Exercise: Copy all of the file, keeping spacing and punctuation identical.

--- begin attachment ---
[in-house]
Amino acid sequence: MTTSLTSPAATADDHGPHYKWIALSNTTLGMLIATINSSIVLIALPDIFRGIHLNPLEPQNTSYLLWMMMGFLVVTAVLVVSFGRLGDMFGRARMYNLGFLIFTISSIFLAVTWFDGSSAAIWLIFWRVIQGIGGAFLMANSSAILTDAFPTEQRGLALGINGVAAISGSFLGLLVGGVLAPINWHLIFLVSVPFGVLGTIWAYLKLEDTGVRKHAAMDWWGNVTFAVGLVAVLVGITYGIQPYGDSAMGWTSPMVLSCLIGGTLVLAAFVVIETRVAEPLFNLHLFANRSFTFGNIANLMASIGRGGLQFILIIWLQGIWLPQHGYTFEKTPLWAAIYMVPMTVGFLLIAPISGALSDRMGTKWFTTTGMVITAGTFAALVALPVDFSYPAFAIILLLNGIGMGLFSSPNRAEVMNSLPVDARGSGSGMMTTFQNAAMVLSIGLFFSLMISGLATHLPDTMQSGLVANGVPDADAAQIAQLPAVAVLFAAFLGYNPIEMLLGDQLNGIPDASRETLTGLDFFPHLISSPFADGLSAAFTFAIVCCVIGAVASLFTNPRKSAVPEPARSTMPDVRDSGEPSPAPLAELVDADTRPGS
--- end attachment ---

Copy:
[in-house]
Amino acid sequence: MTTSLTSPAATADDHGPHYKWIALSNTTLGMLIATINSSIVLIALPDIFRGIHLNPLEPQNTSYLLWMMMGFLVVTAVLVVSFGRLGDMFGRARMYNLGFLIFTISSIFLAVTWFDGSSAAIWLIFWRVIQGIGGAFLMANSSAILTDAFPTEQRGLALGINGVAAISGSFLGLLVGGVLAPINWHLIFLVSVPFGVLGTIWAYLKLEDTGVRKHAAMDWWGNVTFAVGLVAVLVGITYGIQPYGDSAMGWTSPMVLSCLIGGTLVLAAFVVIETRVAEPLFNLHLFANRSFTFGNIANLMASIGRGGLQFILIIWLQGIWLPQHGYTFEKTPLWAAIYMVPMTVGFLLIAPISGALSDRMGTKWFTTTGMVITAGTFAALVALPVDFSYPAFAIILLLNGIGMGLFSSPNRAEVMNSLPVDARGSGSGMMTTFQNAAMVLSIGLFFSLMISGLATHLPDTMQSGLVANGVPDADAAQIAQLPAVAVLFAAFLGYNPIEMLLGDQLNGIPDASRETLTGLDFFPHLISSPFADGLSAAFTFAIVCCVIGAVASLFTNPRKSAVPEPARSTMPDVRDSGEPSPAPLAELVDADTRPGS